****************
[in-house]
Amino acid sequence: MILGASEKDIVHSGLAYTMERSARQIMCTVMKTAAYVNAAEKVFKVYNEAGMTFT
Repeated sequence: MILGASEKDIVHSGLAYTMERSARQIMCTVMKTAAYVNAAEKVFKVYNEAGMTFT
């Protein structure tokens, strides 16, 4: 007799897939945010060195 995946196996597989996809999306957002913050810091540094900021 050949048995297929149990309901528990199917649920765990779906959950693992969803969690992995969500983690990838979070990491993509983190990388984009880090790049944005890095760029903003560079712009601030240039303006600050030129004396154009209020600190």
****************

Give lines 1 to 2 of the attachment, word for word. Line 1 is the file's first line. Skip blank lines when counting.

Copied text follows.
[in-house]
Amino acid sequence: MILGASEKDIVHSGLAYTMERSARQIMCTVMKTAAYVNAAEKVFKVYNEAGMTFT